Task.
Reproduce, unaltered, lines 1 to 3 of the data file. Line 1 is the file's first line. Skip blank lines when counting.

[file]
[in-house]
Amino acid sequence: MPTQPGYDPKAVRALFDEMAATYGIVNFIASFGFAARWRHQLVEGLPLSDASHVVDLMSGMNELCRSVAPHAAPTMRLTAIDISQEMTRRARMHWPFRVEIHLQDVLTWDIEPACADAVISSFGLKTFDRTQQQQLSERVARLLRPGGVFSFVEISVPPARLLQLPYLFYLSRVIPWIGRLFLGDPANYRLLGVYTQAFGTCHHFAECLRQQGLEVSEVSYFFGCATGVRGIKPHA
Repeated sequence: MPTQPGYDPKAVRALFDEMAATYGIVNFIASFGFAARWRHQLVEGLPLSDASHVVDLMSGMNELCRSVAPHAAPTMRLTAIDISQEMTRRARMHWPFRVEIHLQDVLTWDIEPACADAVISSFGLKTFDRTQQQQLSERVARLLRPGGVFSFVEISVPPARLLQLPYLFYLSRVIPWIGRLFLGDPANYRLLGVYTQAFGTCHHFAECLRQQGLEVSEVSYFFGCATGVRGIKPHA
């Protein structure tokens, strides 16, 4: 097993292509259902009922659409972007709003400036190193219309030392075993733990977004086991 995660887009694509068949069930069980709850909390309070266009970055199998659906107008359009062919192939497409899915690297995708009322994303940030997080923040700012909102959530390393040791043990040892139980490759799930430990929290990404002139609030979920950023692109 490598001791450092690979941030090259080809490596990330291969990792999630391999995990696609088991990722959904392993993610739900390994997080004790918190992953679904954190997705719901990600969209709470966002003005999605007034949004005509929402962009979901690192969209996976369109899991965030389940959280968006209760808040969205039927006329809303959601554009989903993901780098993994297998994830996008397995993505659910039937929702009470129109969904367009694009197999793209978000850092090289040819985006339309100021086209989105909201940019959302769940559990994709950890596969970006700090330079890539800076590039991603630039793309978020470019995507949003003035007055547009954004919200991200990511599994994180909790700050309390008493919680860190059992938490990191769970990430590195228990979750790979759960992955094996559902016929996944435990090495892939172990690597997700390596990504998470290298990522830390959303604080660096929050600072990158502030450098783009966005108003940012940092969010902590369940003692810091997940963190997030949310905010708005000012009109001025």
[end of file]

[in-house]
Amino acid sequence: MPTQPGYDPKAVRALFDEMAATYGIVNFIASFGFAARWRHQLVEGLPLSDASHVVDLMSGMNELCRSVAPHAAPTMRLTAIDISQEMTRRARMHWPFRVEIHLQDVLTWDIEPACADAVISSFGLKTFDRTQQQQLSERVARLLRPGGVFSFVEISVPPARLLQLPYLFYLSRVIPWIGRLFLGDPANYRLLGVYTQAFGTCHHFAECLRQQGLEVSEVSYFFGCATGVRGIKPHA
Repeated sequence: MPTQPGYDPKAVRALFDEMAATYGIVNFIASFGFAARWRHQLVEGLPLSDASHVVDLMSGMNELCRSVAPHAAPTMRLTAIDISQEMTRRARMHWPFRVEIHLQDVLTWDIEPACADAVISSFGLKTFDRTQQQQLSERVARLLRPGGVFSFVEISVPPARLLQLPYLFYLSRVIPWIGRLFLGDPANYRLLGVYTQAFGTCHHFAECLRQQGLEVSEVSYFFGCATGVRGIKPHA